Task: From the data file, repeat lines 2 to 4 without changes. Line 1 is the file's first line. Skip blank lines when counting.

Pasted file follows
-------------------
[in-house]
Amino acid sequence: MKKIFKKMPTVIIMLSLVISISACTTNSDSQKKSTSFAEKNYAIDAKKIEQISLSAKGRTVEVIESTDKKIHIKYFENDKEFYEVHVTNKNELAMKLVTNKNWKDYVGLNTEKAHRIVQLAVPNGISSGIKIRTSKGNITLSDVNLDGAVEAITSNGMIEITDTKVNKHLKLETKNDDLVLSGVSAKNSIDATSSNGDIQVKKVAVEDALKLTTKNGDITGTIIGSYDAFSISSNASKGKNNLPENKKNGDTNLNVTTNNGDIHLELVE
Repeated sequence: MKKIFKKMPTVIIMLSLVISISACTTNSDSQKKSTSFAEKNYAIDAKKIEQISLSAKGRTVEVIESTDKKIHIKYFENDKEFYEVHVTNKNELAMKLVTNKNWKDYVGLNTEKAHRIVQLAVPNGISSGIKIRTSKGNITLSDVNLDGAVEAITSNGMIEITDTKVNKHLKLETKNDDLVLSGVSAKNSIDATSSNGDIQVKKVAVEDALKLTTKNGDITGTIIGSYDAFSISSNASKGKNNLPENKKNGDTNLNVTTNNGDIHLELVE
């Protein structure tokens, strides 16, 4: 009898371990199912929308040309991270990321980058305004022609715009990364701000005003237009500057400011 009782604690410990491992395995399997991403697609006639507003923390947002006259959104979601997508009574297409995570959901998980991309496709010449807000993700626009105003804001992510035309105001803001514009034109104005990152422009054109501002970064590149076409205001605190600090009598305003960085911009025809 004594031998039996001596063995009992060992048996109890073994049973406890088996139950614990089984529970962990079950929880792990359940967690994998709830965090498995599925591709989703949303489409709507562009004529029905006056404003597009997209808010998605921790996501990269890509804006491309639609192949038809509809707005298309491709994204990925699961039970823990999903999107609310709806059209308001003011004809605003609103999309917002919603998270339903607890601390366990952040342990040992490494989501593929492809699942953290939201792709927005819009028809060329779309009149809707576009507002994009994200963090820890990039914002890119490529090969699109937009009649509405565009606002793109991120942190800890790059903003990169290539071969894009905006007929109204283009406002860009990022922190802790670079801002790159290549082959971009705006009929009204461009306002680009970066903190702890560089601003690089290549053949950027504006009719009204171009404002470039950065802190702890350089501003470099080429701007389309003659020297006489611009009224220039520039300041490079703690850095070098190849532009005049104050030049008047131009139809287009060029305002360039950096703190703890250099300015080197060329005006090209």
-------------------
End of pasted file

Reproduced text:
Amino acid sequence: MKKIFKKMPTVIIMLSLVISISACTTNSDSQKKSTSFAEKNYAIDAKKIEQISLSAKGRTVEVIESTDKKIHIKYFENDKEFYEVHVTNKNELAMKLVTNKNWKDYVGLNTEKAHRIVQLAVPNGISSGIKIRTSKGNITLSDVNLDGAVEAITSNGMIEITDTKVNKHLKLETKNDDLVLSGVSAKNSIDATSSNGDIQVKKVAVEDALKLTTKNGDITGTIIGSYDAFSISSNASKGKNNLPENKKNGDTNLNVTTNNGDIHLELVE
Repeated sequence: MKKIFKKMPTVIIMLSLVISISACTTNSDSQKKSTSFAEKNYAIDAKKIEQISLSAKGRTVEVIESTDKKIHIKYFENDKEFYEVHVTNKNELAMKLVTNKNWKDYVGLNTEKAHRIVQLAVPNGISSGIKIRTSKGNITLSDVNLDGAVEAITSNGMIEITDTKVNKHLKLETKNDDLVLSGVSAKNSIDATSSNGDIQVKKVAVEDALKLTTKNGDITGTIIGSYDAFSISSNASKGKNNLPENKKNGDTNLNVTTNNGDIHLELVE
């Protein structure tokens, strides 16, 4: 009898371990199912929308040309991270990321980058305004022609715009990364701000005003237009500057400011 009782604690410990491992395995399997991403697609006639507003923390947002006259959104979601997508009574297409995570959901998980991309496709010449807000993700626009105003804001992510035309105001803001514009034109104005990152422009054109501002970064590149076409205001605190600090009598305003960085911009025809 004594031998039996001596063995009992060992048996109890073994049973406890088996139950614990089984529970962990079950929880792990359940967690994998709830965090498995599925591709989703949303489409709507562009004529029905006056404003597009997209808010998605921790996501990269890509804006491309639609192949038809509809707005298309491709994204990925699961039970823990999903999107609310709806059209308001003011004809605003609103999309917002919603998270339903607890601390366990952040342990040992490494989501593929492809699942953290939201792709927005819009028809060329779309009149809707576009507002994009994200963090820890990039914002890119490529090969699109937009009649509405565009606002793109991120942190800890790059903003990169290539071969894009905006007929109204283009406002860009990022922190802790670079801002790159290549082959971009705006009929009204461009306002680009970066903190702890560089601003690089290549053949950027504006009719009204171009404002470039950065802190702890350089501003470099080429701007389309003659020297006489611009009224220039520039300041490079703690850095070098190849532009005049104050030049008047131009139809287009060029305002360039950096703190703890250099300015080197060329005006090209």